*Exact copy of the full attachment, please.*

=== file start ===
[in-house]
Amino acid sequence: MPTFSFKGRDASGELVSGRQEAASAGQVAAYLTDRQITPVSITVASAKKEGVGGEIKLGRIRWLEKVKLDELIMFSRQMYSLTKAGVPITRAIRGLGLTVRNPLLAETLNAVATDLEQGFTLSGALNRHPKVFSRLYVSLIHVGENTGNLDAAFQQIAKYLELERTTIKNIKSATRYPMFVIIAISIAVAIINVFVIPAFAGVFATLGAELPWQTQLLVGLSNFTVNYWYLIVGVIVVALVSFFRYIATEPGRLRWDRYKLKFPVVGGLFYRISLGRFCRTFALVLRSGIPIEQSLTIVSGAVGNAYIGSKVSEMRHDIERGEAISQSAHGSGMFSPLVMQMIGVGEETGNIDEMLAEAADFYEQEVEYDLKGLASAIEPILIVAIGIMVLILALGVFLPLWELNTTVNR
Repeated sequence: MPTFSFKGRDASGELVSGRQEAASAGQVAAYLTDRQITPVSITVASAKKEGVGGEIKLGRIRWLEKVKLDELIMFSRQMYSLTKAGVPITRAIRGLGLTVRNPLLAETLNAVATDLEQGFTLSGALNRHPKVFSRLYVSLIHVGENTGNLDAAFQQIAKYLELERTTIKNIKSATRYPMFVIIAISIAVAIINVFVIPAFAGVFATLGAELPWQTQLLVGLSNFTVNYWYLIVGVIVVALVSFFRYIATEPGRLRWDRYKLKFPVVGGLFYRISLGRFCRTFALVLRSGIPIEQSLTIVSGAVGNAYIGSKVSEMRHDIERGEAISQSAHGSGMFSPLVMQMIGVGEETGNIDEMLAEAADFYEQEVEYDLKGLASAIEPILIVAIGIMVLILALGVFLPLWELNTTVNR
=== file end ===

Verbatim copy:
[in-house]
Amino acid sequence: MPTFSFKGRDASGELVSGRQEAASAGQVAAYLTDRQITPVSITVASAKKEGVGGEIKLGRIRWLEKVKLDELIMFSRQMYSLTKAGVPITRAIRGLGLTVRNPLLAETLNAVATDLEQGFTLSGALNRHPKVFSRLYVSLIHVGENTGNLDAAFQQIAKYLELERTTIKNIKSATRYPMFVIIAISIAVAIINVFVIPAFAGVFATLGAELPWQTQLLVGLSNFTVNYWYLIVGVIVVALVSFFRYIATEPGRLRWDRYKLKFPVVGGLFYRISLGRFCRTFALVLRSGIPIEQSLTIVSGAVGNAYIGSKVSEMRHDIERGEAISQSAHGSGMFSPLVMQMIGVGEETGNIDEMLAEAADFYEQEVEYDLKGLASAIEPILIVAIGIMVLILALGVFLPLWELNTTVNR
Repeated sequence: MPTFSFKGRDASGELVSGRQEAASAGQVAAYLTDRQITPVSITVASAKKEGVGGEIKLGRIRWLEKVKLDELIMFSRQMYSLTKAGVPITRAIRGLGLTVRNPLLAETLNAVATDLEQGFTLSGALNRHPKVFSRLYVSLIHVGENTGNLDAAFQQIAKYLELERTTIKNIKSATRYPMFVIIAISIAVAIINVFVIPAFAGVFATLGAELPWQTQLLVGLSNFTVNYWYLIVGVIVVALVSFFRYIATEPGRLRWDRYKLKFPVVGGLFYRISLGRFCRTFALVLRSGIPIEQSLTIVSGAVGNAYIGSKVSEMRHDIERGEAISQSAHGSGMFSPLVMQMIGVGEETGNIDEMLAEAADFYEQEVEYDLKGLASAIEPILIVAIGIMVLILALGVFLPLWELNTTVNR